Switzerland: LGBT graves cause unrest
LGBT people should have a "safe space" when they are dead. That is the opinion of various LGBT organisations in the Swiss city of Zürich. The initiative is met with criticism.
Mourners should feel safe when they visit their deceased loved one, argue the organisations. They, therefore, want deceased LGBT people to be able to rest among like-minded people. Currently, a project at the Sihlfeld cemetery is creating 30 'rainbow' graves. If there is high demand, the number of graves can be extended to 130.
The initiative is not only a trend, but it meets a need, says Dominik Steinecher from one of the organisations, HAZ - Queer Zürich. According to him, LGBT people have experienced a lot of rejection in their lives and have perhaps even been cast out by their families. For many, the community has become a substitute family where they also want to be buried. Steinacher states it is also about making the queer community visible beyond death.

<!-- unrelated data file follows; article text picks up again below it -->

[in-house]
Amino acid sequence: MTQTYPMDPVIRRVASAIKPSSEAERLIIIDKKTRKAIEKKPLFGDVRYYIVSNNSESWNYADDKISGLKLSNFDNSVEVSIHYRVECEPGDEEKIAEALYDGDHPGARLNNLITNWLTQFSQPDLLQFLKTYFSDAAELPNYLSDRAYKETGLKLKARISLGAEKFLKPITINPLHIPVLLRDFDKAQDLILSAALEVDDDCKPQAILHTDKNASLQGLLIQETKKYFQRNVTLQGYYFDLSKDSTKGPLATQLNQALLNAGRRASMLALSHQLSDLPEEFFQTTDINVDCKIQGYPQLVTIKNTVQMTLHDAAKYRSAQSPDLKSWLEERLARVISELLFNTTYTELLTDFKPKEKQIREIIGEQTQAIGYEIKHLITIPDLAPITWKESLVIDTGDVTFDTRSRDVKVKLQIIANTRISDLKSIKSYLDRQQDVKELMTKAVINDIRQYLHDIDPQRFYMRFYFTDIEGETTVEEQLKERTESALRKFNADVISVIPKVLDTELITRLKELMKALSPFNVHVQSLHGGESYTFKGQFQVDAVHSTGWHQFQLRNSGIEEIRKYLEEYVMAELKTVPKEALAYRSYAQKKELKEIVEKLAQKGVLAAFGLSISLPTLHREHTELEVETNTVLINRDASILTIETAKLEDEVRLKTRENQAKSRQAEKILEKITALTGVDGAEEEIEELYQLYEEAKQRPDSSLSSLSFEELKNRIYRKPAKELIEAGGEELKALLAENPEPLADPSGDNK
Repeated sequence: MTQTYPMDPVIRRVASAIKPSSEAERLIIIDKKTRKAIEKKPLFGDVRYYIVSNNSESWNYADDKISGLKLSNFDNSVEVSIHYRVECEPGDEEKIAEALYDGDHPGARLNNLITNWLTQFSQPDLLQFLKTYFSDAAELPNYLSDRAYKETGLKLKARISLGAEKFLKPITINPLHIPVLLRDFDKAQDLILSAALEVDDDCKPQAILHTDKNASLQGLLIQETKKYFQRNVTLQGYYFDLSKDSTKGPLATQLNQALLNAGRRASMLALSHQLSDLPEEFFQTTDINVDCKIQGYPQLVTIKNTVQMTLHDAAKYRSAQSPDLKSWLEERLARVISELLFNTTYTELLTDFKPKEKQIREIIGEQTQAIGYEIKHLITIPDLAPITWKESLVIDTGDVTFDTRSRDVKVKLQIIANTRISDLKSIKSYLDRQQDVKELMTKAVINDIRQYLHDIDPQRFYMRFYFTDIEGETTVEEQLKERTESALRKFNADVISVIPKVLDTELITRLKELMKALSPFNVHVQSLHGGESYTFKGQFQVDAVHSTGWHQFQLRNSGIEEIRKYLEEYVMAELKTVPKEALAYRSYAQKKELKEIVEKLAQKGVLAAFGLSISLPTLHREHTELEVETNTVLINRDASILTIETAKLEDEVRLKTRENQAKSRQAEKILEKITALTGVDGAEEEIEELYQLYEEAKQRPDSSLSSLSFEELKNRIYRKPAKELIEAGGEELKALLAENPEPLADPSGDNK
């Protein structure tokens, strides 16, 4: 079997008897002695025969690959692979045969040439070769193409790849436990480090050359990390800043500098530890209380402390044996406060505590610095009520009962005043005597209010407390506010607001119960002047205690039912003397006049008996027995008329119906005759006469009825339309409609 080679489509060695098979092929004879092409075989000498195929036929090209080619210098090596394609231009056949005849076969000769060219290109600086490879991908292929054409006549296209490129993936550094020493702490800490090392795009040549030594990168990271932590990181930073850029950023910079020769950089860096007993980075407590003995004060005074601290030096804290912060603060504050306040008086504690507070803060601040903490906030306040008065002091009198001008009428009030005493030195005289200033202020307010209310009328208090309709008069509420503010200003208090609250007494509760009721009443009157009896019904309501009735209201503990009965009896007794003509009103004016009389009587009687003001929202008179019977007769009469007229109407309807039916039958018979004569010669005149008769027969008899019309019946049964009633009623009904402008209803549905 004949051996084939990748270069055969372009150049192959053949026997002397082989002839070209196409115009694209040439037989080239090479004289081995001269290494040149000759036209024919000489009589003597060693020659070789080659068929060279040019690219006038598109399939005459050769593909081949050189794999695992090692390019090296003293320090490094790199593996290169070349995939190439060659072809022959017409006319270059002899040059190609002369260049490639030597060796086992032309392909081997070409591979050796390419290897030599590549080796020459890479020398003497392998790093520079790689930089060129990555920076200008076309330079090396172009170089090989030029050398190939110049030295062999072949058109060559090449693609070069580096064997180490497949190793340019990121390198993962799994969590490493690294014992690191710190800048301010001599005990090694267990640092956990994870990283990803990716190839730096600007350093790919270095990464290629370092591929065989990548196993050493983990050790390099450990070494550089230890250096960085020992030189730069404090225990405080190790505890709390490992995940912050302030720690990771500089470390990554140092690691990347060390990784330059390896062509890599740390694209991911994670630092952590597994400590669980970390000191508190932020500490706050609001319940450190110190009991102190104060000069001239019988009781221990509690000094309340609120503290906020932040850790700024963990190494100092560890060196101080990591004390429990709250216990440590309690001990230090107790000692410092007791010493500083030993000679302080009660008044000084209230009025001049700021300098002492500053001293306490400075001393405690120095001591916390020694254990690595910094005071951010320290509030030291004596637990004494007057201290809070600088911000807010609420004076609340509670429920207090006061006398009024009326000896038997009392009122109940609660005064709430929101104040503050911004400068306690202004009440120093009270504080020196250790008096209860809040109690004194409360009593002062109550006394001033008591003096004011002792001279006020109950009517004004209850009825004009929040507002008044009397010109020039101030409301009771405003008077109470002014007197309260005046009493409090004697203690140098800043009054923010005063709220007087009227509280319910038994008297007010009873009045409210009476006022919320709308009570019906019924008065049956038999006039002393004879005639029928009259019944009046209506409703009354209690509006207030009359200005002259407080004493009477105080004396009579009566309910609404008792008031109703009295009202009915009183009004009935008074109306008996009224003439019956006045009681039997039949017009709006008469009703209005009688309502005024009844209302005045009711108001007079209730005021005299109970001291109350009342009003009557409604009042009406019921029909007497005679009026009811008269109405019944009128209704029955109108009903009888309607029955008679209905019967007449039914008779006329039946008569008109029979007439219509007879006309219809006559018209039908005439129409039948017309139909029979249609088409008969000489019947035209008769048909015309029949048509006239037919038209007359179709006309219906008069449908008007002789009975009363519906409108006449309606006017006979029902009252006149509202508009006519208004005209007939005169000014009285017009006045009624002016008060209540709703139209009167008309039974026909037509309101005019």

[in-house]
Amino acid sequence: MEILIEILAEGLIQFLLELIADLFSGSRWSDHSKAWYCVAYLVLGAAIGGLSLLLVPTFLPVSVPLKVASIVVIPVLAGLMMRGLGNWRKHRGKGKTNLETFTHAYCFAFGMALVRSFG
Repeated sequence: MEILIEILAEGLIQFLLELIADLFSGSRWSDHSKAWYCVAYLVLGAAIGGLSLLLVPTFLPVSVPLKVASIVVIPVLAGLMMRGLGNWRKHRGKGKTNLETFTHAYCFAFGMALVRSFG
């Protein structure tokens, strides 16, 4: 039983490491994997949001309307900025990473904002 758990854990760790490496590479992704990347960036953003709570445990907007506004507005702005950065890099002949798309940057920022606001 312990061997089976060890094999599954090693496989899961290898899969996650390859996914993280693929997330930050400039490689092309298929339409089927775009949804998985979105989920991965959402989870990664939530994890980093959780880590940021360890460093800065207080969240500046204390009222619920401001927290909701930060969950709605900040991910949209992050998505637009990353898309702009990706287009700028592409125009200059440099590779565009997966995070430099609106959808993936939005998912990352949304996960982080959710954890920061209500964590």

But the plan is met with a lot of criticism. Swiss media like the Neue Zürcher Zeitung and Weltwoche argue in comments that the identity-political isolation of the LGBTQ community is backwards-looking. It might also conflict with the Christian thought that we are all equal in death. However, not all Christians agree with that. "The grave is not a yardstick for the equality of people", says Benjamin Hermann from the Mosaic department, which belongs to the Reformed Church of Zurich and deals with the concerns of the LGBTQ community. "Because of this choice, they are worth no more or less."
Zürich is not the first city to develop an idea like this. In 2014, a cemetery for lesbian women was inaugurated in Berlin. There, too, the reasoning was the same: to be united with like-minded people even in death. However, the project in Zürich goes even further. For example, documentation of biographies of the deceased is planned.
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